I use the HOGDescriptor of the OpenCV C++ Lib to compute the feature vectors of an images. I would like to visualize the features in the source image. Can anyone help me?

  • For anyone who wants to work on this, here is a link to the HOG details which seems to include all the definitions you would need to figure out some visualization. – KobeJohn Jun 2 '12 at 13:20
  • Excellent HOG description, but it dosnt help me to visualize the features in C++ with OpenCV. – ChHaupt Jun 2 '12 at 13:26
  • Are you serious? Without those definitions, there is no context for the values in the descriptors. Are you saying that you already understand everything about HOG, but you just don't know how to make a graph / GUI in C++? – KobeJohn Jun 2 '12 at 13:36

I had exactly the same problem today. Computing a HOGDescriptor vector for a 64x128 image using OpenCV's HOGDescriptor::compute() function is easy, but there is no built-in functionality to visualize it.

Finally I managed to understand how the gradient orientation magnitudes are stored in the 3870 long HOG descriptor vector.

You can find my C++ code for visualizing the HOGDescriptor here:


Hope it helps!


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  • That's what I was looking for. Thx. – ChHaupt Jul 12 '12 at 13:27
  • I noticed your code swapped indexing sequence "Y axis to X axis" with "X axis to Y axis." "for (int blockx=0; blockx<blocks_in_x_dir; blockx++)" this section it starts from X axis, but when you draw it, " for (celly=0; celly<cells_in_y_dir; celly++)" you started from Y axis. This may cause 90 degree rotated feature in each cell if someone uses your code and he has some coding habit indexing from Y to X axis all the time when he collect HoG feature. – user1098761 May 18 '16 at 22:26
  • Computing the gradients per cell and visualizing the gradients per cell are independent - as far as I can see. One can first run over all rows, then run over all columns (outer loop: for y ...) or the other way round (outer loop: for x ...). It only makes a difference in what I draw first, but the result should be the same. Further, the order of the gradient information in the HOG descriptor vector is fixed when OpenCV's functionality is used to compute the HOG descriptor vector. – Jürgen Brauer May 23 '16 at 7:06
  • Thanks, but the link is dead. – nurettin May 7 '17 at 18:24

HOGgles¹ is a method developed for HOG visualization, published on ICCV 2013. Here is an example:

What does HOG sees?

This visualization tool may be more useful than plotting the gradient vectors of HOG because one can see better why HOG failed for a given sample.

More information can be found here: http://web.mit.edu/vondrick/ihog/

¹C. Vondrick, A. Khosla, T. Malisiewicz, A. Torralba. "HOGgles: Visualizing Object Detection Features" International Conference on Computer Vision (ICCV), Sydney, Australia, December 2013.

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  • Are you aware of any python implementation of HOGgles? – tpk Mar 16 '18 at 12:12

This opencv group discussion leads to a library written at Brown University.

In HOGpicture.m you should be able to get an idea how to visualize the descriptors. Here is the relevant (matlab) code. Is it enough for you to make something for yourself?

(below code is released under an MIT license)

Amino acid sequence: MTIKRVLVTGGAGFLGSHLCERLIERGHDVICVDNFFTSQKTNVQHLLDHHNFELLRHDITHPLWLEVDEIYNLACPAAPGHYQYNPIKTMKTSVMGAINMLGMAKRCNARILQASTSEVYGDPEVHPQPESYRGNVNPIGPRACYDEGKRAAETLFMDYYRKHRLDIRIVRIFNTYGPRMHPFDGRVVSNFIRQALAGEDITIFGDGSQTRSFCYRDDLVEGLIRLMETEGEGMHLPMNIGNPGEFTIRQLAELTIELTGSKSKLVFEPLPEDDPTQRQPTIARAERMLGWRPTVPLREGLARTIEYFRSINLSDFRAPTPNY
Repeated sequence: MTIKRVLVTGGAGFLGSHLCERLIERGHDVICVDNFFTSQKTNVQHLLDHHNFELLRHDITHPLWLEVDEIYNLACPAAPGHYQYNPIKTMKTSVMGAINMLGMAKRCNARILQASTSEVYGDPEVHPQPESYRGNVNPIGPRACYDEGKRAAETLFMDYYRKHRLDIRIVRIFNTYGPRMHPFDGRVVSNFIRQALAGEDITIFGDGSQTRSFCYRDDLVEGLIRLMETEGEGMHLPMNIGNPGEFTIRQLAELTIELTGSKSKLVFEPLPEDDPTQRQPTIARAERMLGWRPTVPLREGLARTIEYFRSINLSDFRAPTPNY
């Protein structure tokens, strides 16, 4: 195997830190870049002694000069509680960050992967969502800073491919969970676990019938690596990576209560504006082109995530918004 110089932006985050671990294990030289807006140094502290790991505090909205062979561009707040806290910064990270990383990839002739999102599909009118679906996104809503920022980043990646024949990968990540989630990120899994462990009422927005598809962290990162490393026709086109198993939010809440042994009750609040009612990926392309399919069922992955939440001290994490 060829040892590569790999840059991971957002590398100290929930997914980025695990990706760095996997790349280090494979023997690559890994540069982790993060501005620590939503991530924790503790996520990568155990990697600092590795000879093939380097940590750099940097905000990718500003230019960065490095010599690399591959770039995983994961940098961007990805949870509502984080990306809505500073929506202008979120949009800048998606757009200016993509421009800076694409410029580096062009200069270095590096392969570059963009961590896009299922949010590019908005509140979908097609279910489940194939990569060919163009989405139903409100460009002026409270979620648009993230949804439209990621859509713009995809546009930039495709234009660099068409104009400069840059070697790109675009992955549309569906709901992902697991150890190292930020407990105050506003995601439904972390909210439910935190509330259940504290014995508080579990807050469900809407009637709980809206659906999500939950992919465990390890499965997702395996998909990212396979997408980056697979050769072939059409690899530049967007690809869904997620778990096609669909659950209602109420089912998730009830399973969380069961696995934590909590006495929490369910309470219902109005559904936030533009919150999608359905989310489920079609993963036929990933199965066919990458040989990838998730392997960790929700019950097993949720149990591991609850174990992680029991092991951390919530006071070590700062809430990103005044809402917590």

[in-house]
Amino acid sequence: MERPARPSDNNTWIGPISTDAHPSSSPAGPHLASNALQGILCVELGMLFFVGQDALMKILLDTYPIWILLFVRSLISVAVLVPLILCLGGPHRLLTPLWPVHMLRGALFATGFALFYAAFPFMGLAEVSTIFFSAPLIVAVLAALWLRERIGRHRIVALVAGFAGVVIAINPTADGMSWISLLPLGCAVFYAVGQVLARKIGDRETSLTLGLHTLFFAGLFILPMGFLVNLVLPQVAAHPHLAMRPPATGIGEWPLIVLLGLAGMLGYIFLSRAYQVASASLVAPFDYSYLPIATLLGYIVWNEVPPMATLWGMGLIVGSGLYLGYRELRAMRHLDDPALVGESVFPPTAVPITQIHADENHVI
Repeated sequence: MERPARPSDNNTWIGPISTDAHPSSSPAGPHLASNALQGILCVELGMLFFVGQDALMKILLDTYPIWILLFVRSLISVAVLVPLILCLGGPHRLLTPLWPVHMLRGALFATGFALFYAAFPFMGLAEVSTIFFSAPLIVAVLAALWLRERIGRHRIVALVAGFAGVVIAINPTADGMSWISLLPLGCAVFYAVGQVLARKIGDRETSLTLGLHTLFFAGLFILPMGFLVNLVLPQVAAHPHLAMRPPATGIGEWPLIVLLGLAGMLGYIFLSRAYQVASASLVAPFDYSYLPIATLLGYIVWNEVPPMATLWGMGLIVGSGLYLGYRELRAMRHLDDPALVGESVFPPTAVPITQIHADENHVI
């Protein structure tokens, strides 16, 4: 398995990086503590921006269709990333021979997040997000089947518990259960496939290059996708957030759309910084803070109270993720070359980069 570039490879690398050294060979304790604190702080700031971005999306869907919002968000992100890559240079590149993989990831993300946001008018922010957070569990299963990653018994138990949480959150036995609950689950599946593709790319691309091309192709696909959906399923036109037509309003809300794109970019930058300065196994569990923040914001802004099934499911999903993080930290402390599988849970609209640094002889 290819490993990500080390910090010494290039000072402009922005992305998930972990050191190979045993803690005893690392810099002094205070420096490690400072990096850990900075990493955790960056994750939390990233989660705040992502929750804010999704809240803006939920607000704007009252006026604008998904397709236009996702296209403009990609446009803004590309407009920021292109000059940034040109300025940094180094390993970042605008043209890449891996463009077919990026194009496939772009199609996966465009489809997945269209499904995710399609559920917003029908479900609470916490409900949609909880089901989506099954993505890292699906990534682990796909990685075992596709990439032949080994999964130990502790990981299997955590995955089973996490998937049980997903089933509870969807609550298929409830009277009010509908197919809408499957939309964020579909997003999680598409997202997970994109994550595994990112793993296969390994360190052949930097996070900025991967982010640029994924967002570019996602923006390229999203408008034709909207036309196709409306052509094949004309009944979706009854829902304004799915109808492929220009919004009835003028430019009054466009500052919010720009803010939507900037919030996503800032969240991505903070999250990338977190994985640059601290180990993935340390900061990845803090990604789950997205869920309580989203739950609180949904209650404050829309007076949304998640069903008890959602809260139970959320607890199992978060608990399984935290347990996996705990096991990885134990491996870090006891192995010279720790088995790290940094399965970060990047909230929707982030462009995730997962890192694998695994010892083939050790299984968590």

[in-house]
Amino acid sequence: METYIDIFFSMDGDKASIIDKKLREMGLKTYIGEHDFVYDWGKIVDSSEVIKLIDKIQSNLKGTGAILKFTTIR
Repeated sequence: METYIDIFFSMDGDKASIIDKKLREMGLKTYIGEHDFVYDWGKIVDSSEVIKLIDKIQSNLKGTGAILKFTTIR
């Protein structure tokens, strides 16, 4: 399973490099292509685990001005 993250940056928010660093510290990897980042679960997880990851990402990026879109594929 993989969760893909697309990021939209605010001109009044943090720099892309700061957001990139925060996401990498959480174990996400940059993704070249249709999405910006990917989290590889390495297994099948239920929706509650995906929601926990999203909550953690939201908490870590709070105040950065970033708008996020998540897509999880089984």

function im = HOGpicture(w, bs)

% HOGpicture(w, bs)
% Make picture of positive HOG weights.

% construct a "glyph" for each orientation
bim1 = zeros(bs, bs);
bim1(:,round(bs/2):round(bs/2)+1) = 1;
bim = zeros([size(bim1) 9]);
bim(:,:,1) = bim1;
for i = 2:9,
  bim(:,:,i) = imrotate(bim1, -(i-1)*20, 'crop');

% make pictures of positive weights bs adding up weighted glyphs
s = size(w);    
w(w < 0) = 0;    
im = zeros(bs*s(1), bs*s(2));
for i = 1:s(1),
  iis = (i-1)*bs+1:i*bs;
  for j = 1:s(2),
    jjs = (j-1)*bs+1:j*bs;          
    for k = 1:9,
      im(iis,jjs) = im(iis,jjs) + bim(:,:,k) * w(i,j,k);
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  • Thx. It's hard for me to read Matlap Syntax. I can partially follow the computation, but dont see how it helps me to visualize features. Is there any description to the code? – ChHaupt Jun 2 '12 at 13:46
  • I haven't used Matlab for many many years, so it's not immediately obvious to me either. If I get some time, I'll add my own notes to the code that I can understand. Assuming you have a clear description of what to put in each pixel of an image, will you be able to handle it from there? Or are you asking for both the HOG visualization technique and how to display the image with a GUI? Please clarify your question. – KobeJohn Jun 2 '12 at 13:58
  • I asking for the HOG visualization technique. – ChHaupt Jun 2 '12 at 14:03
  • Can you tell me what 1 feature of the feature vector represented? For example. I have an imgage (64x128) with 8x8 px per Cell and a block (105 blocks per image) of 2x2 cells with 9 bins per HOG (Dalal-triggs). This results in 3780 (= 105x2x2x9) features. How i visualize the features? – ChHaupt Jun 3 '12 at 12:20
  • Or how can i represent 1 of the 3780 features in the image source? – ChHaupt Jun 3 '12 at 12:27

I reimplement HOGImage for any blockSize and cellSize, which is based on Jürgen Brauer's. See https://github.com/zhouzq-thu/HOGImage.

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  • Welcome to Stack Overflow! Whilst this may theoretically answer the question, it would be preferable to include the essential parts of the answer here, and provide the link for reference. – Anton Menshov Jul 4 '19 at 1:25

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